For me, no other bass guitar has the magic, the looks, or the sound that the Rickenbacker 4001 has. Originally introduced in 1961, some of my favorite bass players have used these guitars to create some of rock’s most memorable music. From Paul McCartney to Chris Squire to Geddy Lee, to Lemmy Kilmeister to Cliff Burton, each used the 4001 to define their sound and unique approach to modern rock bass guitar.
My first bass was an Aria SG pawn shop special. I was thrilled. However, that experience paled in comparison to when I got my second bass guitar, a 1975 4001 in Fire Glo.
Most coveted by collectors, are the 4001 basses made prior to mid 1973, when they came equipped with the famed “Toaster” pickup in the neck position, as well as checker board binding, and crushed pear inlays.
This particular bass is especially rare for two reasons. The first reason is that although never mentioned in any Rickenbacker catalogs or price lists, for approximately 16 months from late 1969 to early 1971, Rickenbacker manufactured a very few 4001's with 21 frets. Instead of 20. This is one of those 21 fret models. One notable musician who used one of these 21 fret models was Chris Squire. He used one on some of the early Yes material. This particular bass was made in November 1970.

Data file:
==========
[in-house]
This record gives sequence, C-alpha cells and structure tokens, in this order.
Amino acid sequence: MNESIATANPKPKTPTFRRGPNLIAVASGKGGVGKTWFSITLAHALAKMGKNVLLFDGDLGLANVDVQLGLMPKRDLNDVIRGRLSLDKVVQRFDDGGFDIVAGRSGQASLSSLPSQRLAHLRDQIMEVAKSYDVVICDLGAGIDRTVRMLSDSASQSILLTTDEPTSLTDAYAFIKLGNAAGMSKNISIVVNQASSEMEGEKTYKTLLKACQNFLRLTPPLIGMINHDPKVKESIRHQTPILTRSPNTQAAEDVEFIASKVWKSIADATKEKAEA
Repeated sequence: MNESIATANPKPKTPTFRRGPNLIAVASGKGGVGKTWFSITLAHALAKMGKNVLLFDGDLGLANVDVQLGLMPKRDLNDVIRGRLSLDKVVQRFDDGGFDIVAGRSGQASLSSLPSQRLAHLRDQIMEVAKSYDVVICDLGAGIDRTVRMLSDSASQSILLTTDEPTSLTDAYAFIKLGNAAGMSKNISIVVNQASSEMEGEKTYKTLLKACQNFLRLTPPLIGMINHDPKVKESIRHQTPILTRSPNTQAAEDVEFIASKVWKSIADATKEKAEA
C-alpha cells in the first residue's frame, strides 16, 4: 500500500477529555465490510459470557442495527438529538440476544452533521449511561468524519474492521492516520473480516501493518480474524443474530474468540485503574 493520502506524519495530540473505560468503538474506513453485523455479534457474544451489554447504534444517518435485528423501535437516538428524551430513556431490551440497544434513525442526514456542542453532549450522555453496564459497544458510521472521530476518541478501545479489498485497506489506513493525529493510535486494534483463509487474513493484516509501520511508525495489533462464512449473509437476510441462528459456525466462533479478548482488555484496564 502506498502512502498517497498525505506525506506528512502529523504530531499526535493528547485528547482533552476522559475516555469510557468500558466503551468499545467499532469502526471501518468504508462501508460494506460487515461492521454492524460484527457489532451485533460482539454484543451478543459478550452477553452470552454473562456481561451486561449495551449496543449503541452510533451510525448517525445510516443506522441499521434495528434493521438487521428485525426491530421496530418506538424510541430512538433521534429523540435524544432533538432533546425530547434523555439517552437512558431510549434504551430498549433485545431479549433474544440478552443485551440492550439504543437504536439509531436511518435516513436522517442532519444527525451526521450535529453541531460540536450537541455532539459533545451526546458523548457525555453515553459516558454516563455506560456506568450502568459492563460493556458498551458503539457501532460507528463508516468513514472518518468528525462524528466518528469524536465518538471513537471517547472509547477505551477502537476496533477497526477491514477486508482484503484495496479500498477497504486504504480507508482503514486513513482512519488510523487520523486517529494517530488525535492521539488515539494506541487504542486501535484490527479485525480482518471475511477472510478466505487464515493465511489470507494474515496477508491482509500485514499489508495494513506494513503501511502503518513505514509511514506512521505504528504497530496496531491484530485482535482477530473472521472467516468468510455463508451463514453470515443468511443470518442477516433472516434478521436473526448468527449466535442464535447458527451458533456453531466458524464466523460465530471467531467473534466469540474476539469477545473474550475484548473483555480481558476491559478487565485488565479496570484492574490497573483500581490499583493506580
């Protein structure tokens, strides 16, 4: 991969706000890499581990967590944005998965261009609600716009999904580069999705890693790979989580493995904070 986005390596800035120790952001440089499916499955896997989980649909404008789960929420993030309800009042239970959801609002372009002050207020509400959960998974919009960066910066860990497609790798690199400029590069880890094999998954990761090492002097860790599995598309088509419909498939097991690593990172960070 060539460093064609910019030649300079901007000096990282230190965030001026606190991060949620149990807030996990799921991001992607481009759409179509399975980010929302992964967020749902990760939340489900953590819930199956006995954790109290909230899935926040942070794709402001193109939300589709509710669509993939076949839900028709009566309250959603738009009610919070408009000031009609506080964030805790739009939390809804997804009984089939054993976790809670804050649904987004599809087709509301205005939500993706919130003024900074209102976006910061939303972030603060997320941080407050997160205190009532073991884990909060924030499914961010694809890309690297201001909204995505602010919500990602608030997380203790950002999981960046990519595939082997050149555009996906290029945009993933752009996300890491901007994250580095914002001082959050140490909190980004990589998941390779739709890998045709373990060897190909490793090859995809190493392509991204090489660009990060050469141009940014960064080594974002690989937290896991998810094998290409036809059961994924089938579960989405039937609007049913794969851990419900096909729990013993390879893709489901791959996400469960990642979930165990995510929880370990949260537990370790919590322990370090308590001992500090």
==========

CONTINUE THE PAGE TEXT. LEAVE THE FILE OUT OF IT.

The second reason this bass is so rare is the superb condition of its figured maple. You can see the front wings are made from beautiful, dense, birdseye maple, with wonderful flame patterns on the back. This is not a standard color or pattern used by Rickenbacker at the time. Together, these two characteristics together with its checkerboard binding, toaster pick up and crushed pearl inlays, make this one of the best pre-73 4001 specimens to be found anywhere.
Definitely the jewel of my bass collection.